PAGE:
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-   -   Weird Filesystem/mount problem (http://www.linuxquestions.org/questions/slackware-14/weird-filesystem-mount-problem-626179/)

hottdogg 03-06-2008 12:00 PM

Weird Filesystem/mount problem
 
I use slackware 12 (dual boot with winxp).
I have this weird filesystem/mounting problem.

I want to use my own /others as a shared partition that all users can write-read on it.
here's my current snippet from my ftsab:
Code:

/dev/hda5        /others          ext3        defaults,noexec,umask=000  1  2
well, because of this users can write-read and I can see files on this partition.So far so good.

However, every time I boot I get this kind of message.
Code:

EXT3-fs: Unrecognized mount option "umask=000" or missing value
mount: wrong fs type, bad option, bad superblock on /dev/hda5


Now, whenever I remove the umask=000 option from the /etc/fstab the message above will gone but the files in that partition will be all missing which I know they're there. Instead, there will be 2 directory appears: Recycled and lost+found. Users can still write-read though but my files are "missing".

Back to umask=000 option,reboot,mount error message, *poof* Recycled and lost+found disappear, my files in /others reappear again! weird...

How to make my /others partition work like now but without the annoying error message?
Plz help...

TSquaredF 03-06-2008 12:31 PM

Per "man mount", it does not appear that "umask" is an option for ext? filesystems, just dos-based ones. I only have one other user on this machine, so I keep my shared documents in a vfat partition, with "uid=bill,gid=users,umask=117", since I don't need any of them to be executable.
Regards,
Bill

michaelk 03-06-2008 12:51 PM

Not weird, just need a good explanation of how mounting works (Not that I can provide one) Since umask is not a valid option for a ext3 file system hda5 is not actually getting mounted. You can verify this with the mount command with and with out umask. Since hda5 is not mounted your files are actually being written to the / partition. With the umask option removed /others is now pointing to /hda5 instead of / and magically the files disappear. BTW this is true of any other mounted device.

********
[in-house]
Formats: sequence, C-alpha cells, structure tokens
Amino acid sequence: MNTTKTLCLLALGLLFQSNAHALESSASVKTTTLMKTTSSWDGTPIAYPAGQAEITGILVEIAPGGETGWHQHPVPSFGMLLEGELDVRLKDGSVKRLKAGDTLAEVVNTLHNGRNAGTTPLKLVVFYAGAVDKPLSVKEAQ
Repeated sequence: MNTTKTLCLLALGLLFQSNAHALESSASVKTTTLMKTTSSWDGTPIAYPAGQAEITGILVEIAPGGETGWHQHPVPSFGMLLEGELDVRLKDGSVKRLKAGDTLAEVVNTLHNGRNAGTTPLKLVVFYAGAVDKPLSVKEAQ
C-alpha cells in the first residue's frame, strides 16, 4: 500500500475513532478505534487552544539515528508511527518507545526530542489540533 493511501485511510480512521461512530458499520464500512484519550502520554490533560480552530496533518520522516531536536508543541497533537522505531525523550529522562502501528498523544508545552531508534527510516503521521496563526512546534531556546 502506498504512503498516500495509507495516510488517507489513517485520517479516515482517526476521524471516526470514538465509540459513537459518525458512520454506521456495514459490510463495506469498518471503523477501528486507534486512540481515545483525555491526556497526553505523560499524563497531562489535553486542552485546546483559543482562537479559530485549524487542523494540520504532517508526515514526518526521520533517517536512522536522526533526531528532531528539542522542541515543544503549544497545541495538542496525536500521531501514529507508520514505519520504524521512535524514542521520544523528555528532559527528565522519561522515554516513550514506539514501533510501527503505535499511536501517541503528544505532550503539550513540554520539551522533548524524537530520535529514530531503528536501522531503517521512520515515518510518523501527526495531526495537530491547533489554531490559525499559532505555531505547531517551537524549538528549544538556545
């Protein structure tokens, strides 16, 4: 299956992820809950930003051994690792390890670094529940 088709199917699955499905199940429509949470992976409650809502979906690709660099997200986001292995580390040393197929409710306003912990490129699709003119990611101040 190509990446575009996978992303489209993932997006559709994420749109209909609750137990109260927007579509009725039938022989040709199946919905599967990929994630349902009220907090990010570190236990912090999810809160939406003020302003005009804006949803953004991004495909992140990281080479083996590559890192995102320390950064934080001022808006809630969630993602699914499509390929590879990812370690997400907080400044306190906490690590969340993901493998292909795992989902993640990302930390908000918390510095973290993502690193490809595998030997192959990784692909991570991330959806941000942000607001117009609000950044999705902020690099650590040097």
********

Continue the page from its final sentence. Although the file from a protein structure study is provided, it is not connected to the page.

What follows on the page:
A lost+found directory is created when you create an ext2/3 filesystem. If hda5 is not mounted your not going to see the directory. If you look at the top of / you will see a lost+found directory if it is an ext3.

Mount hda5 to some other mount point and then then copy the files from /others to hda5. You will want to perserve permissions. When hda5 is then remounted to /others you will see your files.

rworkman 03-06-2008 02:20 PM

To expand on what michaelk said, here's basically what you need to do:
First, make sure the /etc/fstab entry for others is what you want (probably the only options you want are "defaults,noexec"). Then:
Code:

  mv /others/* /someotherplacetemporarily
  mount /others
  chown root:users /others
  chmod 3775 /others

That will set directory ownership to root with group users.
The chmod 3775 makes the mode sgid, which means that any newly created files will be owned by the users group, and also sets the sticky bit, which means that files will only be able to be deleted the owner (or root). Note that the mode also sets it so that the directory is writable by the group.

If you want it so that only *some* users have write access, then create a new group and add them to it, and set the directory ownership to that group instead of users.

duryodhan 03-07-2008 11:16 PM

Is there any way I can force users to create files only with 777 as the perms ? thats something easy to do with DOS FSs ...

hottdogg 03-15-2008 12:23 AM

Thank you guys for the helpful replies! I followed rworkman's step with addition restore files back to /others from temp directory.


Quote:

Originally Posted by duryodhan (Post 3081694)
Is there any way I can force users to create files only with 777 as the perms ? thats something easy to do with DOS FSs ...

duryodhan, I don't know how, should be possible I guess. But it could lead
to a nasty security issue.
I'm still peruse file security also. Some area in linux file permissions make me confused..lol.

evilDagmar 03-15-2008 03:09 AM

Set the directory group-sticky and all files created in it will be automatically chgrped to that group, but there's no way to force an additive mask on file modes.

gnashley 03-15-2008 07:40 AM

A couple of suggestions/points. It would probably be better to create your mount point somewhere else besides / -like under /home/others.
Also, mounting partitions is different when using fstab -what I mean is that some options are only avaliable when using an entry in fstab. Compare 'man mount' and 'man fstab' for more info.


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